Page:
Trent's Hacked AOL Account
Trent Reznor, lead singer and songwriter for the industrial-rock band Nine
Inch Nails, has become the latest victim of an America Online account
takeover-- and the alternative rock guru plans to take action against the
Amber Appelbaum, a 22-year-old Georgia woman, was arrested last Monday
for fraudulently accessing Reznor's AOL account, according to the New
Orleans Police Department. She was released on her own recognizance last
Wednesday, police said.
Appelbaum apparently obtained Reznor's password by calling AOL's billing
department pretending to be Reznor's wife. She then proceeded to use his
account, according to a report by the New Orleans Times Picayune. Reznor,
who goes by the screen name "MT Rez," reportedly hired a private
investigator after discovering changes in his account. But AOL spokeswoman
Ann Brackbill refuted the claims, saying that passwords cannot be "obtained"
when a user calls customer support. Rather, AOL resets passwords by giving
the user a new temporary password, she said. New Orleans police arrested
Appelbaum on charges of fraud, access device fraud, and making harassing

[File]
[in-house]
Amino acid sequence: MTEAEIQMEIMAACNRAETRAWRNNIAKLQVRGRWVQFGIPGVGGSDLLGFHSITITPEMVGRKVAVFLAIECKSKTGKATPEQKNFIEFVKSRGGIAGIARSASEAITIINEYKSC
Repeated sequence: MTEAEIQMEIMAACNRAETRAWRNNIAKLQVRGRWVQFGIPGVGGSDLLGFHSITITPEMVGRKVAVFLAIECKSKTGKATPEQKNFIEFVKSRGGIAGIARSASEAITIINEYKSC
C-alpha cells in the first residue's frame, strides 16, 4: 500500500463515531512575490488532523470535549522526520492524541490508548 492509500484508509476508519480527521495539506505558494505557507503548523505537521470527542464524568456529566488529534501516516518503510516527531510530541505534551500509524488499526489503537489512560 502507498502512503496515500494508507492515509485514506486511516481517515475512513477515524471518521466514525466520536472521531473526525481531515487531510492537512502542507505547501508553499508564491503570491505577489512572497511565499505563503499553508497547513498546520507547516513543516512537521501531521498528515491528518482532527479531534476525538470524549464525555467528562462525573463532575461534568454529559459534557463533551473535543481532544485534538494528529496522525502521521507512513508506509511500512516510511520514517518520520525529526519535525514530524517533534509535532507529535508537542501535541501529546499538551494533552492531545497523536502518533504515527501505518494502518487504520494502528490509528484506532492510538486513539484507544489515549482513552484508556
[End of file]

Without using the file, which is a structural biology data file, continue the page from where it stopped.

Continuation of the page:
phone calls to the rock star, according to police. The story was also reported
in New Orleans newspaper the Times-Picayune.
"From what we know of this situation, this is the case of an obsessive fan,"
said AOL spokeswoman Tricia Primrose. "We are working very closely with
the New Orleans Police Department in investigating the situation." Brackbill
added, "At this time there is no evidence that Appelbaum didn't already have
all the information she needed to verify the account, and no evidence that any
of AOL's policies were violated." In addition to the charges on the arrest
warrant, the report said that nine long distance phone calls were charged to the
rock star's credit card.
The report comes on the heels of several privacy concerns that have
confronted the world's largest online service of late. Last week, CNET
NEWS.COM reported a security breach in AOL's customer service division
that lead to the vandalizing of the American Civil Liberties Union AOL page,
and a number of member account takeovers. The hacker--or what many call a
"cracker"--"socially engineered" his way into other subscriber accounts without
account verification by simply convincing a customer service representative he
was the targeted account holder.
The online service also came under attack when a service representative
released the real identity of sailor Timothy R. McVeigh to Navy investigators,
because his member profile said "gay" under the "marital status" category.
McVeigh has since been reinstated. AOL would not say whether Reznor's
account was taken over by means of a social engineering hack, but maintained
that it and the New Orleans Police Department are investigating the matter.
Neither Reznor nor his agent could be reached for comment.
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is provided courtesy Keith Duemling and Tracy Thompson from the collection previously
located at SUS.